Future of education topic of discussion ;at Sunnyside forum
Community members (L-R) Mike Wedam, Sue Wedam and Doris Matson tinker with a series of gears during a hands-on exercise at last night's forum.
October 12, 2012
Improved curriculum complete with hands-on materials, better motivation for students and more communication with parents are among the keys to improving math, science, engineering and technology education in Washington state.
That's according to feedback provided last night, Thursday, during a forum held in the Sunnyside High School commons.
It's part of a regional program called STEM, short for science, technology, engineering and mathematics education.
The goal is not only to better educate students at all grade levels in those four subject matters, but to do a better job of preparing them for college and careers.
The Sunnyside forum was one of six held to gain input on how to improve STEM and education in general for the future. It's all part of a $200,000 grant from the state that's focused on planning those next steps.
As for the 20 or so members of the public at last night's Sunnyside forum, other comments as to what an integrated STEM education looks like in the classroom included engaging students to think through a STEM-related process.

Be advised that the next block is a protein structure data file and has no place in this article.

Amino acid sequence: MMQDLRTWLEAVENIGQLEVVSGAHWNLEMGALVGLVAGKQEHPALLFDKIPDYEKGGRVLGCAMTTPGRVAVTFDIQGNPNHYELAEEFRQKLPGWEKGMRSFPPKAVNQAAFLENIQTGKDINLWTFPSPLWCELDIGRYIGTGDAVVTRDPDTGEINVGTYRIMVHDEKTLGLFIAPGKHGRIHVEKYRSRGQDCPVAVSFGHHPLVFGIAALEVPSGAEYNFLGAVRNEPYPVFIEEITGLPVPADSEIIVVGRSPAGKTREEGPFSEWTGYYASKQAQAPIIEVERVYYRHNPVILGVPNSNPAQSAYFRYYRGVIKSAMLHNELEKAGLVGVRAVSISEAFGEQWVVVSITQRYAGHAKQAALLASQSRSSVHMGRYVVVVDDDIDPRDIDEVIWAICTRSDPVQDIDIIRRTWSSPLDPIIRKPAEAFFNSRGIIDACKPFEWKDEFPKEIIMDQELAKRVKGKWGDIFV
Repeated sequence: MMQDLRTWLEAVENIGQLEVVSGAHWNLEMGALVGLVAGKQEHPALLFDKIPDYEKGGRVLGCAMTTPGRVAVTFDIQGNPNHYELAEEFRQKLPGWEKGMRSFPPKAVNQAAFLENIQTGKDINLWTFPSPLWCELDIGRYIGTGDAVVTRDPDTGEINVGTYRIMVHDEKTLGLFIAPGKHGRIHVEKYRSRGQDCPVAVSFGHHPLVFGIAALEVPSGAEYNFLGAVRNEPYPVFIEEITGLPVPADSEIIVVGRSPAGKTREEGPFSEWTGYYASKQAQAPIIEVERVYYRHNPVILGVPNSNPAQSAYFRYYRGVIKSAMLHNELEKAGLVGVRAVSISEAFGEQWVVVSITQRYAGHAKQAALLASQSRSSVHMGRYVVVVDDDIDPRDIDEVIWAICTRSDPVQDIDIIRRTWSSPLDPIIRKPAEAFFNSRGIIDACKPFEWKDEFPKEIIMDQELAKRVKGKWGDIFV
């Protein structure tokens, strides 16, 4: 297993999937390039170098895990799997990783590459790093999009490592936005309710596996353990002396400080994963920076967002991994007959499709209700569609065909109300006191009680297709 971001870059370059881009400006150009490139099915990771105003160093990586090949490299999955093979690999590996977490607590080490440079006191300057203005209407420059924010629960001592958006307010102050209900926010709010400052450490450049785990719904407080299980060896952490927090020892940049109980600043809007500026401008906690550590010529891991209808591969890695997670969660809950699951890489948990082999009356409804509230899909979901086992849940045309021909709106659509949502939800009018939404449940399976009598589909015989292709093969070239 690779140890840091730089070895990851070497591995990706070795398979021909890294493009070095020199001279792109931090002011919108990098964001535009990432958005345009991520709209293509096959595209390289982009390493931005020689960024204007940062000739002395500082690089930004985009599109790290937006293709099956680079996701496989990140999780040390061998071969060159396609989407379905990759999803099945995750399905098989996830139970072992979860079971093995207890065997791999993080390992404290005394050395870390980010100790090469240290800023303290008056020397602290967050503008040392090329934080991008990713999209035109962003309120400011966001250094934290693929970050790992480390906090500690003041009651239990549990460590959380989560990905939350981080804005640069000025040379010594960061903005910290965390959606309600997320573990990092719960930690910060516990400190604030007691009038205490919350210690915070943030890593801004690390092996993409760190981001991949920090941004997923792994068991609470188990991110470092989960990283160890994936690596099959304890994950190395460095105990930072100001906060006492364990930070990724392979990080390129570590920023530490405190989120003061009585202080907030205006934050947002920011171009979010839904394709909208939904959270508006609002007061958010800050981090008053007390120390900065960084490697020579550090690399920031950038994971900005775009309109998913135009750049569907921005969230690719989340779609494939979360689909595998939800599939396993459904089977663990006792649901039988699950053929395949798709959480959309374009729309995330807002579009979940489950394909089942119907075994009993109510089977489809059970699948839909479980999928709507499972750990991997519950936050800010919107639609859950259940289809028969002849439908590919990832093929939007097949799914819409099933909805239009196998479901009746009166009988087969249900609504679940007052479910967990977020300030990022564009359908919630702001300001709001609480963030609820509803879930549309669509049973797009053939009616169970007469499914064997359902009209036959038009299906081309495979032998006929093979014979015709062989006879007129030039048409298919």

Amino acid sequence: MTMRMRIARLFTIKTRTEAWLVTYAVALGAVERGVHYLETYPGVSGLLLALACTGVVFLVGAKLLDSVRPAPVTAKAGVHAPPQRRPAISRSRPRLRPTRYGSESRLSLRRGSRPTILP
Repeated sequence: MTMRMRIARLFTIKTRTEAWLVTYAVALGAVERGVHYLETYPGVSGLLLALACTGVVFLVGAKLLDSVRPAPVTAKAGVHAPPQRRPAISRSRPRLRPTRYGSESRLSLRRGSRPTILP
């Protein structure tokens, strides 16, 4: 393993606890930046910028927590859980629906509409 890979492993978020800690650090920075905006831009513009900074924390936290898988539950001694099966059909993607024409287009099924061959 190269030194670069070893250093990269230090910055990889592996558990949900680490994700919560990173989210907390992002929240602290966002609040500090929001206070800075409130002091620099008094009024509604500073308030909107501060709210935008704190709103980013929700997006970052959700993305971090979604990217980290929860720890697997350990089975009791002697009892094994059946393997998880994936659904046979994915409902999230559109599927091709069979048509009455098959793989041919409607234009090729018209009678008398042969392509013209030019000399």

Another idea mentioned last night was to involve all four disciplines - science, technology, engineering and math - in one activity such as looking at earthquake-proof buildings.
Mike Brown is a regional science coordinator for ESD 105, and he says there is urgency for improving student aptitude in the STEM areas. He noted that in the next five years it's predicted that 30,000 jobs in Washington state will go unfilled due to a lack of applicants with skills in the areas of science, math, engineering and technology.
He also noted that only 5 percent of college students pursue degrees in the four STEM areas.
Last night's forum wasn't all about just crunching numbers and brainstorming, as those in attendance had a chance to work through a sample classroom project.
It involved working hands-on with different sizes of gears and discovering what combination of gears moves the fastest.
Dr. Peter Finch is the assistant superintendent for the West Valley School District, and is involved in the STEM effort. He said the comments gathered from the forum last night and at other locales will be included in the planning process.
The goal is to implement those ideas in STEM education for the 2013-14 school year.